Three Moon Poems

by John A. Nieves

Blue Moon

If you called the name of a ghost on the fourth
full moon of a season, it would carry it back
through the hole in the horizon where the keeper
of names buffs the scroll, the roll call, free

of the old and it would spare that name the kiss
of its scales for two or three more years. But
what of a name? Why in the same breath were
you called Song Moon and Betrayer Moon?

Thumbing the mud by your light brought luck.
Crying under you had the power to undo, but
the redo might not be bright but blue and centuries
longer than the fog, than the secret gray screen

you hid behind while other moons marched in time.

 

Fish Moon
for Anathema Device emerging from the shower

While I know you can’t be reading this tonight by the light
this pale moon silvers the rain with through the clouds, while
I know you are fiction and can not read at all, I have felt
similarly about many real people in my life, so am not

dissuaded. Anathema, you are left steaming in your towel,
the book on the table ready to fill you with all the “important”
questions and answers, the boy at the table made up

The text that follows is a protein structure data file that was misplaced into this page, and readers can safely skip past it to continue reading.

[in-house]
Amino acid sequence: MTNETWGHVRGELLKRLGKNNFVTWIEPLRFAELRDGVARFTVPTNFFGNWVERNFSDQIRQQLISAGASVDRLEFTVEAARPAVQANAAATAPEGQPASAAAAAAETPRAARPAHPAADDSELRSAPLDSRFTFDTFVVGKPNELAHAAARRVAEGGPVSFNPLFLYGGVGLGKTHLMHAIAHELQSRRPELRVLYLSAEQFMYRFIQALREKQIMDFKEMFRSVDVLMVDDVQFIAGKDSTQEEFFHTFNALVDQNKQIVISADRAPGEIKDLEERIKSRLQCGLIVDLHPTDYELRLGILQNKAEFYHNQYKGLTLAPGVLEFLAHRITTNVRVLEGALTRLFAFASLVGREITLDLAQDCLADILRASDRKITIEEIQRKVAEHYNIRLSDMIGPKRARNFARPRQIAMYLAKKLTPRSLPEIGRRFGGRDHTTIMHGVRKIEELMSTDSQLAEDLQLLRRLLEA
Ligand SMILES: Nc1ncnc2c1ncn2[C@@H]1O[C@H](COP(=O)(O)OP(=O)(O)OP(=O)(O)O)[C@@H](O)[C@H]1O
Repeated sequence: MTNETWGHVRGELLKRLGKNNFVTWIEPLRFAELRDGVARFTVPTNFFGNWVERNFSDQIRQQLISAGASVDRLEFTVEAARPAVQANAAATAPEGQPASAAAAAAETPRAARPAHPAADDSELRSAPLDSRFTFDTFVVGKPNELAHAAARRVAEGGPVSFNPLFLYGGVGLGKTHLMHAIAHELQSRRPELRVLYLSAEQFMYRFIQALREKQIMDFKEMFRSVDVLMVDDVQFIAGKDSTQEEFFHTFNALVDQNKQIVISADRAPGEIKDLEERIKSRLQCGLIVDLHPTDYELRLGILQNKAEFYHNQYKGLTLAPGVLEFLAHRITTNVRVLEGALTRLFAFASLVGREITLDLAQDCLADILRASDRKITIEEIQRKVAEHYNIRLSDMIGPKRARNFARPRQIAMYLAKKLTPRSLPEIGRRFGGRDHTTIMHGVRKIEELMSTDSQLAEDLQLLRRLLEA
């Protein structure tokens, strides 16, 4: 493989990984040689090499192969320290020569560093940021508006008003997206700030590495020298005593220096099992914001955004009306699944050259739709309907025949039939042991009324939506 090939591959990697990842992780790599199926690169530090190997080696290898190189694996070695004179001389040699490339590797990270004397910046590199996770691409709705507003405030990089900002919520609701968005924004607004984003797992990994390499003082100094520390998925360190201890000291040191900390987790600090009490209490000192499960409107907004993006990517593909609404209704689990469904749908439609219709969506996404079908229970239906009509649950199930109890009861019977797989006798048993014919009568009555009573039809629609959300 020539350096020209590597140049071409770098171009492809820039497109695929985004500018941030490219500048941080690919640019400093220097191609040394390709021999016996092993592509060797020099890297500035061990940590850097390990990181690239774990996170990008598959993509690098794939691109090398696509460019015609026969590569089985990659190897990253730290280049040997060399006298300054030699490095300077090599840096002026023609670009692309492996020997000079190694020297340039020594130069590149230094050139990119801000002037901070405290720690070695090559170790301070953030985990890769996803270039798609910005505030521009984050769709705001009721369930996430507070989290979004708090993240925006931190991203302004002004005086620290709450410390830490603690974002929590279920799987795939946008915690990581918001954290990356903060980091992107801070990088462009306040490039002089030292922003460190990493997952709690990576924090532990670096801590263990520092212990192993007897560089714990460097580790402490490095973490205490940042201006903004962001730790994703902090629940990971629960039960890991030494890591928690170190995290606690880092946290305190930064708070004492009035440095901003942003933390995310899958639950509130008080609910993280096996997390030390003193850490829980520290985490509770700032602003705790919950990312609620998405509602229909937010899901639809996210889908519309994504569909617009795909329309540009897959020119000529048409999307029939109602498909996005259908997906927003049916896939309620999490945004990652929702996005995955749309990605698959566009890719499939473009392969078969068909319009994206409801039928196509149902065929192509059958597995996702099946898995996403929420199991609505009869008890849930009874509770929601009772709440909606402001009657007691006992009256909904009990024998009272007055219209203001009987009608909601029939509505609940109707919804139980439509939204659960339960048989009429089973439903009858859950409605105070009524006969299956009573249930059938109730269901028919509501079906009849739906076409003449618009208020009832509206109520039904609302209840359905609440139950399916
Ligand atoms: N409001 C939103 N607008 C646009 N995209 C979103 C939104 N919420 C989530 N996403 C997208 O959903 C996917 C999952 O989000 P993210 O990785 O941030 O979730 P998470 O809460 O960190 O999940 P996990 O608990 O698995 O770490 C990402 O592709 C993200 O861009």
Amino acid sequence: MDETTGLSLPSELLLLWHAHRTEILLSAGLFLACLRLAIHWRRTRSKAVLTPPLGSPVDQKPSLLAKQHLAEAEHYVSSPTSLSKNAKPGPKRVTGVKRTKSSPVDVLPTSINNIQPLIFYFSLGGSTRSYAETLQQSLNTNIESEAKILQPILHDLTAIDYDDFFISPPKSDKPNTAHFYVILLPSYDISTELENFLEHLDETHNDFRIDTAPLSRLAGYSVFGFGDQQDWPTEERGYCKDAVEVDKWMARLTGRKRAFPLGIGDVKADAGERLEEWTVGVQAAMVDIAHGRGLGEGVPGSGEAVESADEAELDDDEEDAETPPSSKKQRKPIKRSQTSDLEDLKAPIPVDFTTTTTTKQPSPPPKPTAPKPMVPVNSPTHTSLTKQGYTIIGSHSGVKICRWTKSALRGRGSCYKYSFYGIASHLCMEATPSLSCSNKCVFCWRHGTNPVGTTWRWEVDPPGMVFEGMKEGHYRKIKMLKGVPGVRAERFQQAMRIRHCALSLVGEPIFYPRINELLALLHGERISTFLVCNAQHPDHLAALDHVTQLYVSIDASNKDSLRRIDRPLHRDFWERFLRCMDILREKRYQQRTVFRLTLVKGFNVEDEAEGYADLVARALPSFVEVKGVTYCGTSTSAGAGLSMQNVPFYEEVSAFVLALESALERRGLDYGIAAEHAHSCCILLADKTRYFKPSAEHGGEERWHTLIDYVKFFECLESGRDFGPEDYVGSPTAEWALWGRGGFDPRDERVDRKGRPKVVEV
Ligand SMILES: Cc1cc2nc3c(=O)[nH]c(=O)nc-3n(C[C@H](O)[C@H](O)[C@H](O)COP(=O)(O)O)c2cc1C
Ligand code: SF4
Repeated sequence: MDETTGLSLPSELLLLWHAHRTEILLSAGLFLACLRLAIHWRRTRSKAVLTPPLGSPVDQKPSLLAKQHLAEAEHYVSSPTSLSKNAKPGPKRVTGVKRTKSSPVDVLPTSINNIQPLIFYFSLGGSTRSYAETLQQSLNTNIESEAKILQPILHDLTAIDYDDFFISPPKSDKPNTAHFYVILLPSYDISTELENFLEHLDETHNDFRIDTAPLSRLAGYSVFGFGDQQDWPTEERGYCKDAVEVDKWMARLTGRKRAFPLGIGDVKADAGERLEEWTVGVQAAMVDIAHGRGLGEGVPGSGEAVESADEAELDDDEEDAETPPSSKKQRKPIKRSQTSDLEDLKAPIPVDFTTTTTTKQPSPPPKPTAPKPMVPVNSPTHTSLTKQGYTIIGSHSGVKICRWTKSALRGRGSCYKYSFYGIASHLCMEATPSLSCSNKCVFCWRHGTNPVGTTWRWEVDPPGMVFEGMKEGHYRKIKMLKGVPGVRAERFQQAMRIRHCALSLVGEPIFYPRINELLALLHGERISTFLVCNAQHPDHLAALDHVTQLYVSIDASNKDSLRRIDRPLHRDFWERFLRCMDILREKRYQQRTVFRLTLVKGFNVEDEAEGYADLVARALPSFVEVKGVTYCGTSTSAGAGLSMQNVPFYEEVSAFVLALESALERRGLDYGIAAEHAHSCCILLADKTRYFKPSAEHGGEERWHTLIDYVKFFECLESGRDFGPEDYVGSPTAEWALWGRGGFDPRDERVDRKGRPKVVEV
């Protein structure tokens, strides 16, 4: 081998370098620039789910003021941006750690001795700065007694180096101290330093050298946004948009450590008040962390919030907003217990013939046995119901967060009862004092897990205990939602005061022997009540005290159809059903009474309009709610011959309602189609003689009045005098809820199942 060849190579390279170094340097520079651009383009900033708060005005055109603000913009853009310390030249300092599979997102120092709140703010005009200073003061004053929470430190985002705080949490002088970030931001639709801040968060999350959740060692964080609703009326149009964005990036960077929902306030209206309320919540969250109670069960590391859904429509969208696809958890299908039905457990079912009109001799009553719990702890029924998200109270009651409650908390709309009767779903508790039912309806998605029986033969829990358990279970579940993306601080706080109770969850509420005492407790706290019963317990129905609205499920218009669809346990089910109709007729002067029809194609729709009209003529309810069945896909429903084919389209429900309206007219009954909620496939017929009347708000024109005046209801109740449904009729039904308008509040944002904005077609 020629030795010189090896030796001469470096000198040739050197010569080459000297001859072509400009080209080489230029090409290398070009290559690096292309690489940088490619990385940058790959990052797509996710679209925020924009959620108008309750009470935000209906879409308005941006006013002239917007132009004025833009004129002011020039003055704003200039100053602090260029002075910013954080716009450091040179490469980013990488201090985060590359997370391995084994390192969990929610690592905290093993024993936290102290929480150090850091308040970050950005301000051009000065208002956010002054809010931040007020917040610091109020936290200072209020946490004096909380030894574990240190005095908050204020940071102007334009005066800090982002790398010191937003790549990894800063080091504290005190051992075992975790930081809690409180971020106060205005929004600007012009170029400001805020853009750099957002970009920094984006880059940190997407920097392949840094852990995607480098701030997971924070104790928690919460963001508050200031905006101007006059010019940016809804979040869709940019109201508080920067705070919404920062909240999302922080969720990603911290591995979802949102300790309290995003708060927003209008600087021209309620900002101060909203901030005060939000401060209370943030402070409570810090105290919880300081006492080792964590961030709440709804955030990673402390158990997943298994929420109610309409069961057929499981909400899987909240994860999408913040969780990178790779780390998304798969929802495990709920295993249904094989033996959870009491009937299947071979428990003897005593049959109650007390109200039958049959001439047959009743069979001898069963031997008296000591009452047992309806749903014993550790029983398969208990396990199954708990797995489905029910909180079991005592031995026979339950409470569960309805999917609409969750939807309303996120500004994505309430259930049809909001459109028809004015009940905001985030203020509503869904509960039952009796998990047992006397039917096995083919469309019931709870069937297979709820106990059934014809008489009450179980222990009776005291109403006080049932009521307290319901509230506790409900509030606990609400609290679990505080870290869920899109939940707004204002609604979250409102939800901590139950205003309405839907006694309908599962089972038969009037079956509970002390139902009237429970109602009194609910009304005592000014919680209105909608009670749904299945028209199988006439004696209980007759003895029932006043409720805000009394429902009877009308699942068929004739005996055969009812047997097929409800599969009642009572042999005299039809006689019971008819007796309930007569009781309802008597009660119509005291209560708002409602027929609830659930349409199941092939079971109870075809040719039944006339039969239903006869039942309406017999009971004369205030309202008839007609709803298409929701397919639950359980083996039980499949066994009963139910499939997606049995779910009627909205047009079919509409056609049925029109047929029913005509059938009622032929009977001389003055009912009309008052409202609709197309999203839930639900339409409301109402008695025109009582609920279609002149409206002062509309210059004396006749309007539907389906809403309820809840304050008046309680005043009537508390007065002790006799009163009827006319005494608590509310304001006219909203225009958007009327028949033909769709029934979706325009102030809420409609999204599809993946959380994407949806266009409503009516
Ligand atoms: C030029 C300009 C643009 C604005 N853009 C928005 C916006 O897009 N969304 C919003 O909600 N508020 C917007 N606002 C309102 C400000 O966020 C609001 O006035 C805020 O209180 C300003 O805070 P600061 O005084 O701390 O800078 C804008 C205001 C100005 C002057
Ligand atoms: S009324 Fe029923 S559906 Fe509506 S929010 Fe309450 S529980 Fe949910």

of questions and answers, the door, the dripping

faucet. In your book, you get not to choose, but if you were
here, time would force you against this moment until
a decision gave way. We are not salmon. Even if we were
willing to die for it, we could not swim upstream.

 

Flower Moon

Said rain across the hand. Said rain
across the tongue. Arched back and
smoother lines—the bells that swing,
the bells that swung. Said burst when

you said color. Said bloom when that
moon sunk so low you called it sun.
The bud builds pressure ‘til it’s sprung
and you spin and you say spun, but

night flowers give up enough color
for their shapes to signal some deep-
throated moan: half incandescent, half
spring-eyed. Say did and you’d say done.

 

 

John A. Nieves is an Assistant Professor of English at Salisbury University. He received his M.A. from the University of South Florida and his Ph.D. from the University of Missouri. His first book, Curio, won the Elixir Press Annual Poetry Award Judge’s Prize and is due out in early 2014.